Paul became a Christian because of his vision of the risen Christ in a glorified body. The earthly Jesus, conversely, had little to do with Paul's faith, for he never met the man Jesus. Since Paul's faith was based upon his own experience and visionary revelations, faith, vision, and knowledge were all deeply interwoven for him. His inward life was parallel to and indicative of the redemption of the world. Not so for those working in the apostolic tradition into which Paul fought so hard to be included. Their writing starts appearing in the 70s of the first century and continues through the beginning of the second century. They knew something that Paul could not know--namely that Jesus' Second Coming would not happen in the first generation after Jesus--and they adapted to that fact. Part of this meant correcting for Paul's overly spiritual religious life and defending Christianity against the errors of even more radical thinkers. For these proto-orthodox Christians, the inward process became secondary and the redemption of the world primary. Faith meant belief in those who had received their knowledge from the original apostles, who sat at the feet of Jesus and witnessed his life, death, and resurrection. Part of faith was the trust that apostolic succession was the correct, "orthodox" teaching. Faith for them meant the teaching, ministry, and education that started with the earthly Jesus and continued through the apostles, but not the visionary knowledge of Paul or anyone else who claimed to have met Jesus in visions.
For the evangelists of that apostolic lineage, Jesus' resurrected body was a literal, physical body revivified, not a spiritual body. Their approach is not based on visions of Christ--although it acknowledges their validity as a conversion experience--so much as on the personal testimony of those most trustworthy men who had witnessed the events of Jesus' life. The variety of models for conversion in the Gospels (see e. g., Matt. 12:38-42; Luke 5:1-11; Luke 8:1-3; Luke 13:1-5; Luke 19:1-10) involve men and some women who change their lives radically to follow the teachings of Jesus, as interpreted by the apostles. These stories take up a remarkable amount of space in the relatively compact narratives of Jesus' ministry. In Mark, there are five such tales (Mark 1:16-20; Mark 1:40-45; Mark 2:13-17; Mark 8:34-9:1; Mark 10:46-52); in Luke, four. These stories come more and more to replace Paul's model for conversion. Even Luke's depiction of the conversion of Paul in Acts fits the new model, not Paul's original prophetic and mystical conception of himself. Visions of Christ were not wrong in themselves. The apostles had them. But, authority based on visions is always dangerous in religious life, because anyone may have them and claim their knowledge is equal to the leaders', whereas not everyone could claim they sat at Jesus' feet. Even Luke seems to see Paul's visions as proof of Paul's conversion, not credentials for his apostolate.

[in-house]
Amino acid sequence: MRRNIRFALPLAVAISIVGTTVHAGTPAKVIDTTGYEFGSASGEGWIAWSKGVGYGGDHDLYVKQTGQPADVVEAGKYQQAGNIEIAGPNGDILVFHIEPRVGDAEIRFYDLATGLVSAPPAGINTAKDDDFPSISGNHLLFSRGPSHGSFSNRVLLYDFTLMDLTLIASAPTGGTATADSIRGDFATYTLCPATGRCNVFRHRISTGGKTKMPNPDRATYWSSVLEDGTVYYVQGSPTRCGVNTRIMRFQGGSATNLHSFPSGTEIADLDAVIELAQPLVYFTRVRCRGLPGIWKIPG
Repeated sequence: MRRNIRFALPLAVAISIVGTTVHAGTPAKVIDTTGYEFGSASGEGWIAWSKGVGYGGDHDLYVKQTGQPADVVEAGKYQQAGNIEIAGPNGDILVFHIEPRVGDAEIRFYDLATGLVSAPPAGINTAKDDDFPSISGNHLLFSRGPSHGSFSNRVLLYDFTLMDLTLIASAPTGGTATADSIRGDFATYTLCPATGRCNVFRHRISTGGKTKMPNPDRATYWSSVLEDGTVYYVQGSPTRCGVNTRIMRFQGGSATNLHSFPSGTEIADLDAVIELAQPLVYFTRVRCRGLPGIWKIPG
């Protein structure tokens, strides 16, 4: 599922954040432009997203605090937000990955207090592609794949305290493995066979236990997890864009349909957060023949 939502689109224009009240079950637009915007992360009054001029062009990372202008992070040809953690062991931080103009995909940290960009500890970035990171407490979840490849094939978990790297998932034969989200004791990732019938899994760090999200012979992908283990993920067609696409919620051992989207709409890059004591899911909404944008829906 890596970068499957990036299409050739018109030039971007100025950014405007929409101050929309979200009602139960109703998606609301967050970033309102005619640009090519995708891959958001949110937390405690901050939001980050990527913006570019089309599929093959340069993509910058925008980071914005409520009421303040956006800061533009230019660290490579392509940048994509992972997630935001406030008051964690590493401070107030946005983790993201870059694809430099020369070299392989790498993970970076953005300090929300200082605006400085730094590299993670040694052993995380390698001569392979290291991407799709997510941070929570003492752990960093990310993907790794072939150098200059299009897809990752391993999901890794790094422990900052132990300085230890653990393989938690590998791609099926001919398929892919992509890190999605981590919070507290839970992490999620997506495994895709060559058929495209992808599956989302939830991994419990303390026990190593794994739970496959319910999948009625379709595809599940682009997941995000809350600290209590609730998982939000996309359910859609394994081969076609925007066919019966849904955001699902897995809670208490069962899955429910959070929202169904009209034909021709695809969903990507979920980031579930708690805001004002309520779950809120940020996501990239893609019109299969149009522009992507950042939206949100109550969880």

The apostolic succession was finite, limited, and definable, as were the doctrines that it produced. Later church leaders had authority because they knew the historical Jesus had transmitted their doctrines and authority to them, not because they had had visions of Christ.

For these apostles, disciples, and evangelists, Paul's faith was too personal, too visionary, and too spiritual. It needed supplementation, in the eyes of the evangelists. Some may have even tried to replace his witness, especially when his thinking was taken up eagerly by the Gnostics. Though Paul's writing was critical for justifying the gentile mission, it was the other apostles whose faith in church organization founded the religion we call Christianity.